Even if The Great White Way is still pretty white the Tonys seem to at least make more of an effort to showcase the diversity that does exist on New York stages. Six winners of colour make for two more than we saw last year, and certainly more than we’re going to see at, say, this year’s Oscars. With shows like Holler If Ya Hear Me (aka, ‘The Tupac Musical’), You Can’t Take It With You (starring James Earl Jones) opening this summer and The King and I, and Oprah produced ‘night, Mother eyeing 2015 runs the future shows that theatre will at least stay the course.
For more highlights highlights, tweets, and performances jump under the cut!
By Kendra James On Thursday night WNYC presented A Raisin In The Sun: Inside Look at…
I know that that there was some excitement of seeing the interracial recasting of Romeo…
• On New York City stages during the 2011–2012 season, African American actors were cast in 16% of all roles, Latino actors in 3%, Asian American actors in 3%, and other minorities comprised 1%. Caucasian actors filled 77% of all roles. Caucasians continue to be the only ethnicity to over-represent compared to their respective population size in New York City or the Tri-State area.
• The percentage of minority actors rose to 23% this past year, a 2% increase from the year prior. While a significant jump, this level is fairly consistent with levels of minority representation which have consistently remained within the low twenty percent range. The last time representation hit 23% was during the 2007/08 season.
• African American actors increased by 2% compared to last season.
• Latino actors remained at 3% for the third straight year in a row.
• Asian American actors increased slightly from 2% to 3% this past season.
• Only 10% of all roles played by minority actors were non-traditionally cast. This remains the same as last season.
• African Americans were far more likely than any other minority to be cast in roles which were not defined by their race.
• For the second year in a row, the not-for-profit sector lagged far behind the commercial sector when it came to hiring minorities. The opposite was true in the four years preceding this shift, where actors of color were once more likely to find employment within the not-for-profit sector. While total number of minority actors in this sector increased by 3% from 19% the year prior, this is still far below the industry average and is the second year in a row that minority employment among the not-for-profit companies fell below 20%.
• This past season, African Americans and Latinos on non-profit stages increased 1% and 2%, respectively. Asian American actors, however, have been at their lowest point, 2%, for three years in a row now. This is a substantial drop from where they were six and five years ago (4% and 7%, respectively).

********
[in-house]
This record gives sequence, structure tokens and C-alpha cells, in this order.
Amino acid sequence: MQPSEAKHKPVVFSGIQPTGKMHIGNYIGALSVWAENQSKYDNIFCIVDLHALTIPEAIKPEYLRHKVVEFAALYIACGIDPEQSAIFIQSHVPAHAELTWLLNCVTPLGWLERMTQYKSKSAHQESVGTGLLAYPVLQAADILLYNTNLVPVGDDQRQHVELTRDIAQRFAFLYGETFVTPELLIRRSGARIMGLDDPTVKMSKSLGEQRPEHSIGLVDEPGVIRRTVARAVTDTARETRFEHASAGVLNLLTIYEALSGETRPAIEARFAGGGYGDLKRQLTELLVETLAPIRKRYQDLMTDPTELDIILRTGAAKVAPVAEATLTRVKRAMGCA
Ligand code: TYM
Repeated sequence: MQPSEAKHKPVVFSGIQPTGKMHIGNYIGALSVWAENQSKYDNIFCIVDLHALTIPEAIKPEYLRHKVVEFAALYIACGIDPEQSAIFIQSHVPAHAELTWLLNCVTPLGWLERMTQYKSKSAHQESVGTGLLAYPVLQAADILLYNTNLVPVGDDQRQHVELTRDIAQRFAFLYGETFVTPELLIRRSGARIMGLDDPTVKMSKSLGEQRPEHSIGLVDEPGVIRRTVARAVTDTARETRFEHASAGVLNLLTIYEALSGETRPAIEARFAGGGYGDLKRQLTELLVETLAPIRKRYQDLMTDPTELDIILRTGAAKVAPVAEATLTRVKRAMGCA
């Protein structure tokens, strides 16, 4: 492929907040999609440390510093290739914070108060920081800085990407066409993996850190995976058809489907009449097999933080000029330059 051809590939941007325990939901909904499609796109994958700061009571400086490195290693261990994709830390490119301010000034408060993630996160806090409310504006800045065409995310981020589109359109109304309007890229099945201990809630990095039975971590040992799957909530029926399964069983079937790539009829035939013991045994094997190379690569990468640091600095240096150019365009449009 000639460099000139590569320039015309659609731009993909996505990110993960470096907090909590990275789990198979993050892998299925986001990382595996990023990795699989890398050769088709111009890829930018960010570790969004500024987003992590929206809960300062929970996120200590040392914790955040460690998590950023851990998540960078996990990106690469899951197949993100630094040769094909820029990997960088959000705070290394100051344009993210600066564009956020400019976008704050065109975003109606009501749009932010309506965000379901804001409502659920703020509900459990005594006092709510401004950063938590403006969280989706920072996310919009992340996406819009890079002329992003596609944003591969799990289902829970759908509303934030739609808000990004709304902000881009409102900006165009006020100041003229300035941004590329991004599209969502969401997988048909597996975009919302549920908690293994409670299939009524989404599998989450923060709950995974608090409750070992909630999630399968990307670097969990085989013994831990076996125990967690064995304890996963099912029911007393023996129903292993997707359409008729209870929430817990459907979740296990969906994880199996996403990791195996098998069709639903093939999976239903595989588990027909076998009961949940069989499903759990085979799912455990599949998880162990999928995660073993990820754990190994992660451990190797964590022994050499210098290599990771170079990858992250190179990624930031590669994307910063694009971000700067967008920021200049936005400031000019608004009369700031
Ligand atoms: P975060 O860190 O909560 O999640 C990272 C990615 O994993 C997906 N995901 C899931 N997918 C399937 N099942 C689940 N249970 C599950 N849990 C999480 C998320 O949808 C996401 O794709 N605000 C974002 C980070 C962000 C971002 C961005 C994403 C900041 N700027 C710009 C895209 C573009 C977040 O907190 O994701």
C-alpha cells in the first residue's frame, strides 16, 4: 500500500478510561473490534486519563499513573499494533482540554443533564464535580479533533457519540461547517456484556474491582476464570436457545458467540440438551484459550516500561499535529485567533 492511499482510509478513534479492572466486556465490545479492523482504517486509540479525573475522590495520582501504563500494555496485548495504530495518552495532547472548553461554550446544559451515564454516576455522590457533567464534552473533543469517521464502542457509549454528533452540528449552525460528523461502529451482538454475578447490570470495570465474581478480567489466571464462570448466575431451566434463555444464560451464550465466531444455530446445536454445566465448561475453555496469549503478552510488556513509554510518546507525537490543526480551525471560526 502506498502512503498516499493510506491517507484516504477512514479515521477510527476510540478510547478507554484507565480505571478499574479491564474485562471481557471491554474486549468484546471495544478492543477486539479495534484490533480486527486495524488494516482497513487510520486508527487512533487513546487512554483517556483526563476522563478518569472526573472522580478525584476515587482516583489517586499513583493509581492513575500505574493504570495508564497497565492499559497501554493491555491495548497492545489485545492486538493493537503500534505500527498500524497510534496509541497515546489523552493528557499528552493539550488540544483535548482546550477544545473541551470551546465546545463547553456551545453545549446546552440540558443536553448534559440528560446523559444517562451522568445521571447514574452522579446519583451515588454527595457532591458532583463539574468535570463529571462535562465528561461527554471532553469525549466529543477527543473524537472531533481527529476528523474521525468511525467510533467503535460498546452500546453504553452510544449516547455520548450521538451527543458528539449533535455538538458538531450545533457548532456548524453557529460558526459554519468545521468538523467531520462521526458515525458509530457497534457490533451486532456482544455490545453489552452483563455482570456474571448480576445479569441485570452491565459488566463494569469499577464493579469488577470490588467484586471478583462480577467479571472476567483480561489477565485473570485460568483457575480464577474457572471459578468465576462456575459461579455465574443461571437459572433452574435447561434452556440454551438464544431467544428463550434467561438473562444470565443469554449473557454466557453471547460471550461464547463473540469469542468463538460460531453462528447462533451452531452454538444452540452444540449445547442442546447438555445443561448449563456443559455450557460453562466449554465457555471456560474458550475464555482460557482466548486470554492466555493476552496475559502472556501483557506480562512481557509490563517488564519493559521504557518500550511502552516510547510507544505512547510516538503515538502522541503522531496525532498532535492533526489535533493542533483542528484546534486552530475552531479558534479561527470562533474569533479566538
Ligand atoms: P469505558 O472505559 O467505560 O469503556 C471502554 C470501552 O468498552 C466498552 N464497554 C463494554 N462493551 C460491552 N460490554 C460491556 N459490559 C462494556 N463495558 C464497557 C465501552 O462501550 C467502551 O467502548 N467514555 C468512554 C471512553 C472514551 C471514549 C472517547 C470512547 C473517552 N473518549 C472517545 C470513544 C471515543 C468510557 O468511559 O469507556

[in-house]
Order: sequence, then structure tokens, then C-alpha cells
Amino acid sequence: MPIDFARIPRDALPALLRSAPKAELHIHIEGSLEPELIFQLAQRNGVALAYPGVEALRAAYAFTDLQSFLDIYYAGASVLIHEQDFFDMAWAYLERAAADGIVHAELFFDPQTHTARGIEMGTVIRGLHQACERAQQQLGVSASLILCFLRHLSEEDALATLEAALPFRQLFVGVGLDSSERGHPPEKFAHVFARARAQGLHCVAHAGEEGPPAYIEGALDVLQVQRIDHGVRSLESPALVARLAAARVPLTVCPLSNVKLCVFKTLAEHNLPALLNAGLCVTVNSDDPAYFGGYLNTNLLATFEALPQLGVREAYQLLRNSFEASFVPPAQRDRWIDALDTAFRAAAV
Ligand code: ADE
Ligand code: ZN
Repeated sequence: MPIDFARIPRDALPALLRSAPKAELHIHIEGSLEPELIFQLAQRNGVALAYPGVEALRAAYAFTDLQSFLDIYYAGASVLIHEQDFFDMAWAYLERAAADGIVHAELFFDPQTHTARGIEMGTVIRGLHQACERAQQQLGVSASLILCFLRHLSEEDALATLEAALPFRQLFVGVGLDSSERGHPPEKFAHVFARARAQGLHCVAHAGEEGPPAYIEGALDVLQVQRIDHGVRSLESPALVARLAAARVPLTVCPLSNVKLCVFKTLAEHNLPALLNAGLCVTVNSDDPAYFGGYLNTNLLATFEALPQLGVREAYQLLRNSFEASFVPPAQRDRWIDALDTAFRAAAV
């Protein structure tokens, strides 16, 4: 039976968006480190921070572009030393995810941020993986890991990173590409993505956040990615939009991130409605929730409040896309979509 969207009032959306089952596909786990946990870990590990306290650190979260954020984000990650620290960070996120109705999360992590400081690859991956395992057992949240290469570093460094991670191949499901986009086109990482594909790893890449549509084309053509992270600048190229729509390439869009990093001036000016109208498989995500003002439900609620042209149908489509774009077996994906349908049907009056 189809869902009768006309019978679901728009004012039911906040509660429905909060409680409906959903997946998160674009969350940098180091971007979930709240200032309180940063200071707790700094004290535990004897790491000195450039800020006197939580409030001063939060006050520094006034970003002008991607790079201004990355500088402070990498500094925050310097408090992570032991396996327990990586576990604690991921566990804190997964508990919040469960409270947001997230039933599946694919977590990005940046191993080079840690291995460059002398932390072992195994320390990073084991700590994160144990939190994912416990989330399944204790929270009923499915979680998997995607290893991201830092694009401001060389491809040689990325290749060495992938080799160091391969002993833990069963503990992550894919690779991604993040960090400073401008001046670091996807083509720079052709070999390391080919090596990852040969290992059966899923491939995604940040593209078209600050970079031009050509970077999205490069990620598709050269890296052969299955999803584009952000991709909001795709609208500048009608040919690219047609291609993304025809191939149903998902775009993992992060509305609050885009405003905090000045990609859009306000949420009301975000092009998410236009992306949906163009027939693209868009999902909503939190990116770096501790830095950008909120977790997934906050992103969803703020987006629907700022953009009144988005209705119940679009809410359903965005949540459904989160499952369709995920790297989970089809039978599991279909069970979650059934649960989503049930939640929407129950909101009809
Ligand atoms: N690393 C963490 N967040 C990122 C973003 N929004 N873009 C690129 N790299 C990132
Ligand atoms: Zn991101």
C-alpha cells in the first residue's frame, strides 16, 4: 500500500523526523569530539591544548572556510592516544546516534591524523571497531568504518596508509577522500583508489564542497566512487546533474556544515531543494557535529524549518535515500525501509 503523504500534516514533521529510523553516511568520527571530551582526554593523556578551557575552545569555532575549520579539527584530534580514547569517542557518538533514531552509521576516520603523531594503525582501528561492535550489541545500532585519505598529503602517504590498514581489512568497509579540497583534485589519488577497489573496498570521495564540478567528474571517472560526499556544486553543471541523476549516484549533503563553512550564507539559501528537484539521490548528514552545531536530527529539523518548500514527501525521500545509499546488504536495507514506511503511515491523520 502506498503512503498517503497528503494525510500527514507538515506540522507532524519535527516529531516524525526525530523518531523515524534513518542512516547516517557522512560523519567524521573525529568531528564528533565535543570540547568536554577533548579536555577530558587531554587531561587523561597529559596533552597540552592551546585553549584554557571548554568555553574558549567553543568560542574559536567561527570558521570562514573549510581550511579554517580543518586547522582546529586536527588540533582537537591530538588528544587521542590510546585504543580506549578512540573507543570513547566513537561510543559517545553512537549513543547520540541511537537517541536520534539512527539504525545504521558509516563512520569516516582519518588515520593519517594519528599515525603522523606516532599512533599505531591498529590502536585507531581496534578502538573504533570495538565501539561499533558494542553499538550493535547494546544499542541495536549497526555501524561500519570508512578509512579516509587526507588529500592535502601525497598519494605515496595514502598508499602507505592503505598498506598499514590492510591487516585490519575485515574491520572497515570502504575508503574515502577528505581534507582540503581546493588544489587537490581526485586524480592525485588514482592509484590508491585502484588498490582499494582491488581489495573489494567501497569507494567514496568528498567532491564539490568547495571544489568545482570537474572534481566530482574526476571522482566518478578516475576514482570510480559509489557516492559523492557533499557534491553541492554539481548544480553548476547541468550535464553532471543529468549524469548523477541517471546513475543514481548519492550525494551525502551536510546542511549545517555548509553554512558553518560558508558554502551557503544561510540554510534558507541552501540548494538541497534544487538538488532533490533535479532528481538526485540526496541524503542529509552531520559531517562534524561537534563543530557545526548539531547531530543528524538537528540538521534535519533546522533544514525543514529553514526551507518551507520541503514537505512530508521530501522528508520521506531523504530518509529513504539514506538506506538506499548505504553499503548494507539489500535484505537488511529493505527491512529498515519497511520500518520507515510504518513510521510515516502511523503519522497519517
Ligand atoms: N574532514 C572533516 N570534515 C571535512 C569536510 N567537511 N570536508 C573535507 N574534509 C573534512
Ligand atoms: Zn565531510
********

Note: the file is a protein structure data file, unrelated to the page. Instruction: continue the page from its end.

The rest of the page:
— “Where’s The Diversity? The Tony Awards Look In The Mirror” by Jason Low of LeeandLow.com, June 6, 2013
Read the full report from the Asian American Performers Action Coalition here. We have the list of last night’s individual winners (performers) of color under the cut. Black actors and actresses, at least, had a good showing in top categories, but four wins can’t negate the facts.
By Arturo R. García
If you’ve got a little less than 10 minutes to spare, the short film The Language of Love is worth your time, as 17-year-old writer and performer Kim Ho navigates young Charlie’s coming to terms with his own sexuality when asked to write an essay describing his best friend.
“What the f-ck is happening to me?” he gasps after confessing to the viewer how he really feels. “Like, my heart beats faster when he’s around. And I can’t think of anybody else. I don’t need that. Especially not in a French exam. But, I can’t help it. I can’t control it.”
The film was produced as part of The Voices Project, part of the Fresh Ink development initiative organized by Australian Theatre for Young People. Now in its’ third year, Voices began as a way with a stage show involving various monologues dealing with the subject of young love. Ho’s piece follows in that tradition; it began as a monologue and was adapted into film format after winning a competition.
The language in the film gets a little NSFW, but overall do give this a shot. The film, and a look at the making of it, are both under the cut.
By Andrea Plaid
Anyone who know me very well just waited for me to write this one. Something about his beauteous combination of brilliance and chest hair keeps me on Team Chiwetel.